"Where Fillmore County News Comes First"
Wednesday, December 4th, 2013
Volume ∞ Issue ∞
- 5:40:17, Dec 4th 2013 - Kiko - I feel the pain for anybody feeling the effects of this health care law. On th ... [Read More]
- 7:55:33, Dec 3rd 2013 - quail - I visited Austin's Goat Farm about 8 years ago when I was a patient at the nea ... [Read More]
- 3:29:59, Nov 27th 2013 - Eric - Good Website ... [Read More]
- 8:44:28, Nov 19th 2013 - bwenthold - The author's insight reflects her vision of the world. I enjoyed this ar ... [Read More]
- 7:13:48, Nov 19th 2013 - - Colin's custom work is of the highest quality. He continues to produce unique prod ... [Read More]
- 2:53:19, Nov 18th 2013 - mark scheevel - paul, you have said it all! it is truly an event that we as parents w ... [Read More]
- 11:50:51, Nov 12th 2013 - Sharon Rustad - Mr. Kues: Just for the record the invitation to join the Task For ... [Read More]
- 12:04:51, Nov 10th 2013 - email@example.com - In response to Mrs. Neyhuis' response, you put an interesti ... [Read More]
- 8:39:45, Nov 6th 2013 - cbothun1234 - I will miss you forever and always lady! You have made such a positive i ... [Read More]
- 3:57:24, Nov 6th 2013 - MNFarmboy - Mr. Kues, the bill you mentioned about the district receiving $20 million ... [Read More]
Fri, Feb 7th, 2003
Posted in Features
Posted in Features
A December article in the New York Times was titled "Pastoral Poverty; The Seeds of Despair." The article compared the current "rural collapse" to the inner city collapse of a few decades ago, and focused on poor rural counties all over the United States. The writer coined the phrase "rural ghetto" and featured alarming anecdotes, like the Nebraska county where high school seniors believe their choices are to either leave the area after graduation, or stay and work in a homemade methanthetamine lab.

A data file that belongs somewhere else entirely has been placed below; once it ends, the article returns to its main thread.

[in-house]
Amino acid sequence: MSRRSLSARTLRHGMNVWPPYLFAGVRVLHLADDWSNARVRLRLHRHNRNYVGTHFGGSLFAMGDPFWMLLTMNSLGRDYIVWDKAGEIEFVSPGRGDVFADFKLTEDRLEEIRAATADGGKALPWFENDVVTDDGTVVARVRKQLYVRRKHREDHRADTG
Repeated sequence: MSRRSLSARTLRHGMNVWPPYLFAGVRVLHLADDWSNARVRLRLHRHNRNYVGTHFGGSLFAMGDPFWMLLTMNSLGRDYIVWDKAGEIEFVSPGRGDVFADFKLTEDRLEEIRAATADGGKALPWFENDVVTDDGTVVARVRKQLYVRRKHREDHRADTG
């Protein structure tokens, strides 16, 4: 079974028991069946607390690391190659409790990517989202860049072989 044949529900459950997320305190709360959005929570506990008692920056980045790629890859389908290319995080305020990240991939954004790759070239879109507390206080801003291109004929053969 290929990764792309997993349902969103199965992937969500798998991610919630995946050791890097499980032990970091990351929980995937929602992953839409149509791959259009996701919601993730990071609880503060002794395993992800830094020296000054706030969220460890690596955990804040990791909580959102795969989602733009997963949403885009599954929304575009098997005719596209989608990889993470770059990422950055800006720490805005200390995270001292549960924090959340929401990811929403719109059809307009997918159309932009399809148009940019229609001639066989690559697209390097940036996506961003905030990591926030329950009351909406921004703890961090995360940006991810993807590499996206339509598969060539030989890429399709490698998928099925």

Fillmore County could not be considered "wealthy", ranking significantly below the state average in per household and per capita income. But one does not find the same "seeds of despair" as outlined in the New York Times article. Fillmore County seems unique in a number of ways, including in the fact that, at least anecdotally, many of the people born and raised here stay, or return later in life. Edie (Anderson) Mueller always knew she wanted to be a teacher, so when she graduated from Rushford High School in 1985, she headed to Mankato State University for a degree in elementary education. This degree was followed by a masters degree from Winona State two years later. "I was willing to go wherever my job took me, within Minnesota," she said. But the fact that her job in Rochester allows her to live and raise children in her hometown makes her feel like one of the lucky ones. "I have friends in the Twin Cities who, if they could find a job close to Rushford, theyíd move back," she said. Living in Rushford and working in Rochester is "the best of both worlds," according to Mueller. Ironically, the very thing some of her coworkers believe they would hate about a small town is the thing she likes best: the fact that "everybody knows everything about you." "I like knowing the familiesí of my childrenís friends," she explained. Mueller and her husband, Charlie, have three children. Now that the two oldest have entered school, Mueller often experiences a comforting sense of deja vu. Her children will probably have some of the same teachers that she did, and her high school niece has a locker right next to the one Mueller had way back when. For Tony Heiden, Rushford-Peterson class of 1992, there was never any question that he wanted to eventually settle in his home town. He says it was only a matter of "when". Heiden earned a four-year degree at the University of Wisconsin, River Falls, worked in Owatonna for a year, and then came "home" for a job at the Farmersí Elevator. Today he runs his own Pioneer Seed business. Heidenís number one reason for wanting to move back to his home town was to be near family and friends. He also really enjoys the sense of community, though he admits that a person living in a small town has to be prepared to lose some anonymity. He also acknowledges that young people often make a financial sacrifice to come back to their hometowns; many could probably earn more money living elsewhere. "But the benefits (of living in his hometown) far outweigh any disadvantages," he concluded. Trying to understand what would bring more young people back to their rural hometowns is on the mind of Joe OíConnor of Lanesboro. OíConnor has served on the city council and chamber of commerce, where others ponder similar questions. OíConnor believes that an invitation to "move back" from a parent, grandparent, or someone else they respect would influence young people to consider the rural, small town life. He also thinks itís important for parents, grandparents, and others to talk about the advantages and disadvantages of small town lifeĖsomething we donít often think to discuss. After graduating from Preston High School in 1963, OíConnor left the area to serve in the military. Twenty six years later, after homes in many states and several countries, he retired as a colonel and moved back to Fillmore County in 1992. He said heíd always had thoughts of coming back, and the ten years previous to his return reinforced that idea. "As you get a little further along the path of life, youíre more in touch with your values and priorities," he said. For him, those priorities are to sustain ties with his family, to "sink some roots" after a somewhat nomadic life, and to enjoy that elusive "quality of life" found in small towns. He can think of no disadvantages to small town living. "With the library system, Internet, restaurants, local theater and art gallery, I donít feel like Iím lacking anything from a cultural standpoint," he said. Unlike the others interviewed for this article, Brad Hoiness, Rushford class of 1990, is a little surprised to be living back in his home town. "I didnít think this was where Iíd end up," he said. But heís happy to be here now with his wife and two-year-old daughter. Hoiness earned a bachelorís degree in Business Administration from the University of Wisconsin, La Crosse, and then worked in human resources at Lucas (now TRW) in Winona, hiring for the companyís six facilities. In 1997, he had a unique opportunity to buy into his fatherís business, the IGA store in Rushford. While he concedes that he sometimes wishes he lived closer to things like professional sporting events, heís quick to say he dislikes heavy traffic and the parking difficulties that go along with life in a larger city. How would he define small town "quality of life"? "Itís not only doing business with people you know, but also living around people you care about," he said. He also points out that small towns are "child friendly." "When we were growing up and had school events, no matter what time of day... my parents were there," he said. Though his father was managing the IGA store, he was easily able to slip away for school events when necessary. These days, Hoiness makes it a priority to allow IGA employees the same flexible scheduling when it comes to attending school functions. Joe Hoffman of Southeastern Minnesota Development Corporation (SEMDC) noted that, while other rural areas have experienced a definite decline in population, Fillmore County has remained stable. But rather than waxing poetic about "quality of life," he points out the more practical reasons for Fillmore countyís stable population. "Certainly thereís a quality of life that is highly valued," said Hoffman, who lives in Lewiston. "But more to the point, it is our proximity to larger service areas (Winona, La Crosse, Rochester, Decorah) that make it possible for people to live here." But Hoffman adds that the reverse is also true: the stable population makes Fillmore County attractive to businesses. "They know they can locate here and have a steady labor supply," he said. He knows of people who live in a larger city and commute to Fillmore County for work. Fillmore County has another unique advantage. Hoffman says that most rural areas experience a large "out migration" of students immediately after high school graduation. But our proximity to a number of colleges makes it possible for students to "still live at home and get a college education, if they choose," according to Hoffman. Rapid technology advances have contributed to our shrinking globe, yet being more connected to the world at large has led to a general sense of rootlessness. Small town life may be one way to combat that sense of isolation. Fillmore County residents live a life that connects them to the past, while allowing some control over shaping the life they live in the future.